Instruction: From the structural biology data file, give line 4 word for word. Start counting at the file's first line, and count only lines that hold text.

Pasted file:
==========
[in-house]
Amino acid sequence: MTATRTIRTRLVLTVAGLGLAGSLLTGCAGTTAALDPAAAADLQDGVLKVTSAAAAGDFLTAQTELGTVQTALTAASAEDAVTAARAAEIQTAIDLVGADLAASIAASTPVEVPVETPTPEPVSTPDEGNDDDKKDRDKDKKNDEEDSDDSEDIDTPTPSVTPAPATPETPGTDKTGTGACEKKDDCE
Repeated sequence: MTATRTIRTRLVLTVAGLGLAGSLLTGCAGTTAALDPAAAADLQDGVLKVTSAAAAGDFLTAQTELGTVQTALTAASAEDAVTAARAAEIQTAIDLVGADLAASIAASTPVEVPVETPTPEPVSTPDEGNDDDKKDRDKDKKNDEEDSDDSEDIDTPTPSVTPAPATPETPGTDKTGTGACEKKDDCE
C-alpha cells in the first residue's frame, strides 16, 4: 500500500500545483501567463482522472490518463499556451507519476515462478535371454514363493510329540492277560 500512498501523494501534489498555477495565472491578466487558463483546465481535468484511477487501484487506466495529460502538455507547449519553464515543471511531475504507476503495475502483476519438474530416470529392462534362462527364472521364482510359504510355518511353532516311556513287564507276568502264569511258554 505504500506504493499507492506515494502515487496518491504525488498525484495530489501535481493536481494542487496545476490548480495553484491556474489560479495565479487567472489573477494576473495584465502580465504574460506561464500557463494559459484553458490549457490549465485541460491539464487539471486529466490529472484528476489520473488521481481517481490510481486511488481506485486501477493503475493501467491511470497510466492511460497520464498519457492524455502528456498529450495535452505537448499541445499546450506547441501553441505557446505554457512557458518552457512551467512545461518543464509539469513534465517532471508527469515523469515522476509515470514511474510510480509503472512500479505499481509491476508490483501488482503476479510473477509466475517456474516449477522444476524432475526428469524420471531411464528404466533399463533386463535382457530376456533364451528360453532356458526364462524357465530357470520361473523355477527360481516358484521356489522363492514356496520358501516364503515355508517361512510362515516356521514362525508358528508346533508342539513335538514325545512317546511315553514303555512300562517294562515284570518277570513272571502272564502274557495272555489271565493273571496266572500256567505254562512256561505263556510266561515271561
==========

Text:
C-alpha cells in the first residue's frame, strides 16, 4: 500500500500545483501567463482522472490518463499556451507519476515462478535371454514363493510329540492277560 500512498501523494501534489498555477495565472491578466487558463483546465481535468484511477487501484487506466495529460502538455507547449519553464515543471511531475504507476503495475502483476519438474530416470529392462534362462527364472521364482510359504510355518511353532516311556513287564507276568502264569511258554 505504500506504493499507492506515494502515487496518491504525488498525484495530489501535481493536481494542487496545476490548480495553484491556474489560479495565479487567472489573477494576473495584465502580465504574460506561464500557463494559459484553458490549457490549465485541460491539464487539471486529466490529472484528476489520473488521481481517481490510481486511488481506485486501477493503475493501467491511470497510466492511460497520464498519457492524455502528456498529450495535452505537448499541445499546450506547441501553441505557446505554457512557458518552457512551467512545461518543464509539469513534465517532471508527469515523469515522476509515470514511474510510480509503472512500479505499481509491476508490483501488482503476479510473477509466475517456474516449477522444476524432475526428469524420471531411464528404466533399463533386463535382457530376456533364451528360453532356458526364462524357465530357470520361473523355477527360481516358484521356489522363492514356496520358501516364503515355508517361512510362515516356521514362525508358528508346533508342539513335538514325545512317546511315553514303555512300562517294562515284570518277570513272571502272564502274557495272555489271565493273571496266572500256567505254562512256561505263556510266561515271561